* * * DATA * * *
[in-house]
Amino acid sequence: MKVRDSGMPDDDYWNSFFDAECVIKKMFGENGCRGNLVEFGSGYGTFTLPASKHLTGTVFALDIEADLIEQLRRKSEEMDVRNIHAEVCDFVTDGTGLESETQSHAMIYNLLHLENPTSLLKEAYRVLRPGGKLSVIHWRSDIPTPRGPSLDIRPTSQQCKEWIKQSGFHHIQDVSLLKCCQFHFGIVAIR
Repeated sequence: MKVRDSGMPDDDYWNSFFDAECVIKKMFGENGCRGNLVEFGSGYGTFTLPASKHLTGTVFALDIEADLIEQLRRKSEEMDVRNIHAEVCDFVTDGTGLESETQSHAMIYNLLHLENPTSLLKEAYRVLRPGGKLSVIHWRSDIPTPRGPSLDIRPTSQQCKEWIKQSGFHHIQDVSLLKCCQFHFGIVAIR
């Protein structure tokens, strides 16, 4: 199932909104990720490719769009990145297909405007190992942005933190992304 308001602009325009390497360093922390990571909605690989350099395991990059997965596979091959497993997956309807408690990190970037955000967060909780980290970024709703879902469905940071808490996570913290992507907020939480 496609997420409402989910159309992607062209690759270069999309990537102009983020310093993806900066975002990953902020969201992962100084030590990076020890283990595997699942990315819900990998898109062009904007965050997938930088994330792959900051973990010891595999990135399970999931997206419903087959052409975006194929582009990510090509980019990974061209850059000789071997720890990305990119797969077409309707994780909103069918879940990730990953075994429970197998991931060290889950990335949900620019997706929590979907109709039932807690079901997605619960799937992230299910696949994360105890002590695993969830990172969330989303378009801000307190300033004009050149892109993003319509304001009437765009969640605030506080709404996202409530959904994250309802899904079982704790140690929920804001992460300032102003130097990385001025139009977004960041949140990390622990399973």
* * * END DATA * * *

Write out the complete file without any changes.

[in-house]
Amino acid sequence: MKVRDSGMPDDDYWNSFFDAECVIKKMFGENGCRGNLVEFGSGYGTFTLPASKHLTGTVFALDIEADLIEQLRRKSEEMDVRNIHAEVCDFVTDGTGLESETQSHAMIYNLLHLENPTSLLKEAYRVLRPGGKLSVIHWRSDIPTPRGPSLDIRPTSQQCKEWIKQSGFHHIQDVSLLKCCQFHFGIVAIR
Repeated sequence: MKVRDSGMPDDDYWNSFFDAECVIKKMFGENGCRGNLVEFGSGYGTFTLPASKHLTGTVFALDIEADLIEQLRRKSEEMDVRNIHAEVCDFVTDGTGLESETQSHAMIYNLLHLENPTSLLKEAYRVLRPGGKLSVIHWRSDIPTPRGPSLDIRPTSQQCKEWIKQSGFHHIQDVSLLKCCQFHFGIVAIR
């Protein structure tokens, strides 16, 4: 199932909104990720490719769009990145297909405007190992942005933190992304 308001602009325009390497360093922390990571909605690989350099395991990059997965596979091959497993997956309807408690990190970037955000967060909780980290970024709703879902469905940071808490996570913290992507907020939480 496609997420409402989910159309992607062209690759270069999309990537102009983020310093993806900066975002990953902020969201992962100084030590990076020890283990595997699942990315819900990998898109062009904007965050997938930088994330792959900051973990010891595999990135399970999931997206419903087959052409975006194929582009990510090509980019990974061209850059000789071997720890990305990119797969077409309707994780909103069918879940990730990953075994429970197998991931060290889950990335949900620019997706929590979907109709039932807690079901997605619960799937992230299910696949994360105890002590695993969830990172969330989303378009801000307190300033004009050149892109993003319509304001009437765009969640605030506080709404996202409530959904994250309802899904079982704790140690929920804001992460300032102003130097990385001025139009977004960041949140990390622990399973």